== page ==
Could the planet finally be on track to limiting climate change? After US President Joe Biden ramped up ambitions with a climate summit, experts are cautiously saying yes — although a difficult path lies ahead.
At a 40-leader summit he convened just months into his presidency, Biden doubled US targets to slash greenhouse gas emissions responsible for climate change by 2030, with Japan and Canada also raising commitments and the European Union and Britain locking in forceful targets earlier in the week.
“Together we’ve made great progress,” Biden told the closing day of the summit, which he called the “start of a road” to a rigorous new climate accord at a UN conference in Glasgow in November.
The key players will be both the United States and China, which together account for nearly 50 percent of emissions.
Chinese President Xi Jinping, pledging cooperation with the United States on climate despite a raft of other disputes, recommitted to carbon neutrality by 2060 and offered a hint of reducing reliance on coal — the dirtiest form of energy, on which the manufacturing powerhouse remains heavily reliant.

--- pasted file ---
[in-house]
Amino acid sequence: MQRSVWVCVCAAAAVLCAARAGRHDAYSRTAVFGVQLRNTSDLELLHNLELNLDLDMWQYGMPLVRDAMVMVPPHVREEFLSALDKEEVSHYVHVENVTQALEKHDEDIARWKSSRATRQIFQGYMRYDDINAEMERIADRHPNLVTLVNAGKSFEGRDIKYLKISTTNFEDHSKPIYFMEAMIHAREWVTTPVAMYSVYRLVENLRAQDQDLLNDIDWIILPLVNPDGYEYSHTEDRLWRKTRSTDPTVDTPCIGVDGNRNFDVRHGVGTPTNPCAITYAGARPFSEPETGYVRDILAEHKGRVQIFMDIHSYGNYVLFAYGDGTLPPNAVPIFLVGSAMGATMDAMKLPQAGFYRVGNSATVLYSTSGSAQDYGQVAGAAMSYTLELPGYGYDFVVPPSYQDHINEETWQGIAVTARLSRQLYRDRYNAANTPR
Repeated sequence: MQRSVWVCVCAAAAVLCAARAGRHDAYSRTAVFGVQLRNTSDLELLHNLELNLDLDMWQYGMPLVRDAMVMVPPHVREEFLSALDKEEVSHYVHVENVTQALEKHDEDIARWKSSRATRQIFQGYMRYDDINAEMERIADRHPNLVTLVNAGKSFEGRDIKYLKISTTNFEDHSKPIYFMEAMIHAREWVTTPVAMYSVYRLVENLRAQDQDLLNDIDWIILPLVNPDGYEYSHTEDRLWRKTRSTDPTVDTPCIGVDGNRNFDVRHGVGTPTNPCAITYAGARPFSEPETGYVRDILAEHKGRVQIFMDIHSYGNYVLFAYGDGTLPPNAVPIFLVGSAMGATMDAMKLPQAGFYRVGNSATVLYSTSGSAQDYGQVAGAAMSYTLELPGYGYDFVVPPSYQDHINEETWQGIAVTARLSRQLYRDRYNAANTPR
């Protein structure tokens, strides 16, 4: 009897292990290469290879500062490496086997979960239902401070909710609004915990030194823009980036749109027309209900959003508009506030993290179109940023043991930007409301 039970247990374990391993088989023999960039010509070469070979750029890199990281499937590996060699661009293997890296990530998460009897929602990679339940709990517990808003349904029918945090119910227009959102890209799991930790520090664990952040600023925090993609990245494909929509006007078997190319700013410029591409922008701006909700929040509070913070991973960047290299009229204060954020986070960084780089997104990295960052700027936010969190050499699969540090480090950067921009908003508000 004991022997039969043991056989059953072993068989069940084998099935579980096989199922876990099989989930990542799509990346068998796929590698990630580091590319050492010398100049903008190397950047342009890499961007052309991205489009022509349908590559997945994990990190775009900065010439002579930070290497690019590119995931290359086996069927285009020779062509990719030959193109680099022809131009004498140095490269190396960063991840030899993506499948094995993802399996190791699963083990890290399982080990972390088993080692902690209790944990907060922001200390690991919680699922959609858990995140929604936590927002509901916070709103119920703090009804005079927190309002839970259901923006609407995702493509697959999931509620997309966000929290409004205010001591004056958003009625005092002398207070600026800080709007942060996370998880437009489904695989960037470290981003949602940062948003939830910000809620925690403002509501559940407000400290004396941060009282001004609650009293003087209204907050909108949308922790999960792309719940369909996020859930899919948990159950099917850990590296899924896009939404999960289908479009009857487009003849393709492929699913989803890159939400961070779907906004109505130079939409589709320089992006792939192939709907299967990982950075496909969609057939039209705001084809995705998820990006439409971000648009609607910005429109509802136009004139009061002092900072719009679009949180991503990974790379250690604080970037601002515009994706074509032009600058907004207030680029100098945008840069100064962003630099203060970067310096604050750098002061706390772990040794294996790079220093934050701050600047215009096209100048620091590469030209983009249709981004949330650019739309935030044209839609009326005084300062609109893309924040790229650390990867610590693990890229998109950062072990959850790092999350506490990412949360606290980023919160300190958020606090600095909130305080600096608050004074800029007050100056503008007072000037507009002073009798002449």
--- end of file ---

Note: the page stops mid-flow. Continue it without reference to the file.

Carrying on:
He said China would “strictly control” coal and lower use in the next five-year development plan starting in 2025.
A number of leaders offered no new ambitions, notably Australian Prime Minister Scott Morrison.
Indian Prime Minister Narendra Modi — pointing to his nation’s much-lower energy use per capita — announced cooperation with the United States but kept to previous pledges to reduce the intensity of emissions, not the absolute number.
Biden is investing heavy political capital on climate, also proposing to Congress a green-focused $2 trillion infrastructure package.
But his efforts face wide opposition from Trump’s Republican Party, which is closely aligned with the fossil fuel industry and scoffs at most international agreements.❐